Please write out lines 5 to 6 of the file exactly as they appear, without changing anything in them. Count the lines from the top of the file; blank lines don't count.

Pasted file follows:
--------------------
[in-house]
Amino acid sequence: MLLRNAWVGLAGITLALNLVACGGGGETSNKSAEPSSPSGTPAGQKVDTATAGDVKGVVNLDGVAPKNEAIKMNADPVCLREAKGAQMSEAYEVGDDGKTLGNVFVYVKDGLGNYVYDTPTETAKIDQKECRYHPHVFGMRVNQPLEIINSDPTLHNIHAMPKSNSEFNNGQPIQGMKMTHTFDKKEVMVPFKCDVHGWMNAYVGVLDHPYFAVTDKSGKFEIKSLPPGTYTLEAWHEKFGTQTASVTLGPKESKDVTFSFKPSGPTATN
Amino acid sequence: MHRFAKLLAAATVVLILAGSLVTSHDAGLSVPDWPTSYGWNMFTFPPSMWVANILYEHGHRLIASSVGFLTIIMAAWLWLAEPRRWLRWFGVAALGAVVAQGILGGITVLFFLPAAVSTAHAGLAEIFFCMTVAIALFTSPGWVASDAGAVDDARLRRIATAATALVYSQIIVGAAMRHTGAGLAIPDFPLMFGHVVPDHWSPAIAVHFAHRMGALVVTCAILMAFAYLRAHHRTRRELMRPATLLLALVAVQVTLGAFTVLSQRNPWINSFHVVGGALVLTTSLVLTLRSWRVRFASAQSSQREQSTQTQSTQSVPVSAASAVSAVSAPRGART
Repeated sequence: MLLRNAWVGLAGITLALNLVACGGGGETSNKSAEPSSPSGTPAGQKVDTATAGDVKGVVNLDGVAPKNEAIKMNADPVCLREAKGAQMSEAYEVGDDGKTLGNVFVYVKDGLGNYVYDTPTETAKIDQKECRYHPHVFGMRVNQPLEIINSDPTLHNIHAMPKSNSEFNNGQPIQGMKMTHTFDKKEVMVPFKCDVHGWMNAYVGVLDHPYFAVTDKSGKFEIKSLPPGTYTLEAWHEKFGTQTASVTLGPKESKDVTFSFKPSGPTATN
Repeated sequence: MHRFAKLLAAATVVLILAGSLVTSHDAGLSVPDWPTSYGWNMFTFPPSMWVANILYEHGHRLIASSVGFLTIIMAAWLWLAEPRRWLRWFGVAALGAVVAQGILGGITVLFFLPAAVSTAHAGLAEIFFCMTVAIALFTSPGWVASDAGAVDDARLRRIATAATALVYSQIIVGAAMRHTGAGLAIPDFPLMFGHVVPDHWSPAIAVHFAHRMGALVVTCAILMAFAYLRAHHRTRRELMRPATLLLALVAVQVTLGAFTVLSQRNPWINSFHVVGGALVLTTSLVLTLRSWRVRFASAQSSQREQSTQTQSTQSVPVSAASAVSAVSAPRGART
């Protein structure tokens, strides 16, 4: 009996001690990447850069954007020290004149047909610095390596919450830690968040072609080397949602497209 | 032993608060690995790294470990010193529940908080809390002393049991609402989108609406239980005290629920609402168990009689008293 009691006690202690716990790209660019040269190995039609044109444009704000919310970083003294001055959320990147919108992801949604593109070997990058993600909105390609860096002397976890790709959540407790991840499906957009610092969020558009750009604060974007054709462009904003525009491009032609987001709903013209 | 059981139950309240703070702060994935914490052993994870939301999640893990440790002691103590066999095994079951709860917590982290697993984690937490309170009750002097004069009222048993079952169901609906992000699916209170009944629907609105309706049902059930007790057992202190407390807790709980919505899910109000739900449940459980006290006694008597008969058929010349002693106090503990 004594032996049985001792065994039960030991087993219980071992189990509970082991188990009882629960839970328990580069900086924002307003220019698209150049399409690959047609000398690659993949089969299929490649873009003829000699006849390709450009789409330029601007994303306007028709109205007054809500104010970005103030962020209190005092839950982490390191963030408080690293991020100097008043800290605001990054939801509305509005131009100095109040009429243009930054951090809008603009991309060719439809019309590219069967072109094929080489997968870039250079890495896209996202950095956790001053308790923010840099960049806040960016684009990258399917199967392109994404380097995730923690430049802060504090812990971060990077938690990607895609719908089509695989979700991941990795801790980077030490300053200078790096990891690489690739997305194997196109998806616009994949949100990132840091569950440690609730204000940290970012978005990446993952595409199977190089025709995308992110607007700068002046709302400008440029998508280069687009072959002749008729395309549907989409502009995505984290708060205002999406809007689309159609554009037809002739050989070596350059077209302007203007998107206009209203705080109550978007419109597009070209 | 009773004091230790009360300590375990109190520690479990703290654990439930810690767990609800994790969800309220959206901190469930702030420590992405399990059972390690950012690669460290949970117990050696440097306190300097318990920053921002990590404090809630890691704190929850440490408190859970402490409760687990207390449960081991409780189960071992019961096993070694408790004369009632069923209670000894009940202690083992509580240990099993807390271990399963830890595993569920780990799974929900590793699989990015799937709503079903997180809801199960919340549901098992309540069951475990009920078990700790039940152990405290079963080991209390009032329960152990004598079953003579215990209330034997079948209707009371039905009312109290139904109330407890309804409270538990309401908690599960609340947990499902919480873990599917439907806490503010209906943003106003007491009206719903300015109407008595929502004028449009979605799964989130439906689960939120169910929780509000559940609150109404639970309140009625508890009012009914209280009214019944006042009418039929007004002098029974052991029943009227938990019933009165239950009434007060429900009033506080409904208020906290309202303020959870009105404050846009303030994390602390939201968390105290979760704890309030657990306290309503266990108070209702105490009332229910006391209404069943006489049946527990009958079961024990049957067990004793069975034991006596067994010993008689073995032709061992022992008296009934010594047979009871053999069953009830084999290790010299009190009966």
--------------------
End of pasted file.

Repeated sequence: MHRFAKLLAAATVVLILAGSLVTSHDAGLSVPDWPTSYGWNMFTFPPSMWVANILYEHGHRLIASSVGFLTIIMAAWLWLAEPRRWLRWFGVAALGAVVAQGILGGITVLFFLPAAVSTAHAGLAEIFFCMTVAIALFTSPGWVASDAGAVDDARLRRIATAATALVYSQIIVGAAMRHTGAGLAIPDFPLMFGHVVPDHWSPAIAVHFAHRMGALVVTCAILMAFAYLRAHHRTRRELMRPATLLLALVAVQVTLGAFTVLSQRNPWINSFHVVGGALVLTTSLVLTLRSWRVRFASAQSSQREQSTQTQSTQSVPVSAASAVSAVSAPRGART
């Protein structure tokens, strides 16, 4: 009996001690990447850069954007020290004149047909610095390596919450830690968040072609080397949602497209 | 032993608060690995790294470990010193529940908080809390002393049991609402989108609406239980005290629920609402168990009689008293 009691006690202690716990790209660019040269190995039609044109444009704000919310970083003294001055959320990147919108992801949604593109070997990058993600909105390609860096002397976890790709959540407790991840499906957009610092969020558009750009604060974007054709462009904003525009491009032609987001709903013209 | 059981139950309240703070702060994935914490052993994870939301999640893990440790002691103590066999095994079951709860917590982290697993984690937490309170009750002097004069009222048993079952169901609906992000699916209170009944629907609105309706049902059930007790057992202190407390807790709980919505899910109000739900449940459980006290006694008597008969058929010349002693106090503990 004594032996049985001792065994039960030991087993219980071992189990509970082991188990009882629960839970328990580069900086924002307003220019698209150049399409690959047609000398690659993949089969299929490649873009003829000699006849390709450009789409330029601007994303306007028709109205007054809500104010970005103030962020209190005092839950982490390191963030408080690293991020100097008043800290605001990054939801509305509005131009100095109040009429243009930054951090809008603009991309060719439809019309590219069967072109094929080489997968870039250079890495896209996202950095956790001053308790923010840099960049806040960016684009990258399917199967392109994404380097995730923690430049802060504090812990971060990077938690990607895609719908089509695989979700991941990795801790980077030490300053200078790096990891690489690739997305194997196109998806616009994949949100990132840091569950440690609730204000940290970012978005990446993952595409199977190089025709995308992110607007700068002046709302400008440029998508280069687009072959002749008729395309549907989409502009995505984290708060205002999406809007689309159609554009037809002739050989070596350059077209302007203007998107206009209203705080109550978007419109597009070209 | 009773004091230790009360300590375990109190520690479990703290654990439930810690767990609800994790969800309220959206901190469930702030420590992405399990059972390690950012690669460290949970117990050696440097306190300097318990920053921002990590404090809630890691704190929850440490408190859970402490409760687990207390449960081991409780189960071992019961096993070694408790004369009632069923209670000894009940202690083992509580240990099993807390271990399963830890595993569920780990799974929900590793699989990015799937709503079903997180809801199960919340549901098992309540069951475990009920078990700790039940152990405290079963080991209390009032329960152990004598079953003579215990209330034997079948209707009371039905009312109290139904109330407890309804409270538990309401908690599960609340947990499902919480873990599917439907806490503010209906943003106003007491009206719903300015109407008595929502004028449009979605799964989130439906689960939120169910929780509000559940609150109404639970309140009625508890009012009914209280009214019944006042009418039929007004002098029974052991029943009227938990019933009165239950009434007060429900009033506080409904208020906290309202303020959870009105404050846009303030994390602390939201968390105290979760704890309030657990306290309503266990108070209702105490009332229910006391209404069943006489049946527990009958079961024990049957067990004793069975034991006596067994010993008689073995032709061992022992008296009934010594047979009871053999069953009830084999290790010299009190009966």